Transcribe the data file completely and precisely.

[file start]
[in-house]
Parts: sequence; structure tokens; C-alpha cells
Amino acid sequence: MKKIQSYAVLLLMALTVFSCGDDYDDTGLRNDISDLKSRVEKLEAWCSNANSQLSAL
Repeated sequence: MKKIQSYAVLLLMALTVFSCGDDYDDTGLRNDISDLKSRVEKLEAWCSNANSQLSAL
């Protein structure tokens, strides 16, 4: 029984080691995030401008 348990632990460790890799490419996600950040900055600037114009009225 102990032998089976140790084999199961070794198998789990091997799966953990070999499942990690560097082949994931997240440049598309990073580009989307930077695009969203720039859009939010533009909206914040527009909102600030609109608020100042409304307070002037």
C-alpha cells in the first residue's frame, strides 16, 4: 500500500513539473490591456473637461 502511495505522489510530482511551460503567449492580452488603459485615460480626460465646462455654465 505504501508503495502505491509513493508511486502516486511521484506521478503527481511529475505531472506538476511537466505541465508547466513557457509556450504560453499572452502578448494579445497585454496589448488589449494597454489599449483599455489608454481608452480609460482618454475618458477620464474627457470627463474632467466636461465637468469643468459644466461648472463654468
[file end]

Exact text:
[in-house]
Parts: sequence; structure tokens; C-alpha cells
Amino acid sequence: MKKIQSYAVLLLMALTVFSCGDDYDDTGLRNDISDLKSRVEKLEAWCSNANSQLSAL
Repeated sequence: MKKIQSYAVLLLMALTVFSCGDDYDDTGLRNDISDLKSRVEKLEAWCSNANSQLSAL
């Protein structure tokens, strides 16, 4: 029984080691995030401008 348990632990460790890799490419996600950040900055600037114009009225 102990032998089976140790084999199961070794198998789990091997799966953990070999499942990690560097082949994931997240440049598309990073580009989307930077695009969203720039859009939010533009909206914040527009909102600030609109608020100042409304307070002037």
C-alpha cells in the first residue's frame, strides 16, 4: 500500500513539473490591456473637461 502511495505522489510530482511551460503567449492580452488603459485615460480626460465646462455654465 505504501508503495502505491509513493508511486502516486511521484506521478503527481511529475505531472506538476511537466505541465508547466513557457509556450504560453499572452502578448494579445497585454496589448488589449494597454489599449483599455489608454481608452480609460482618454475618458477620464474627457470627463474632467466636461465637468469643468459644466461648472463654468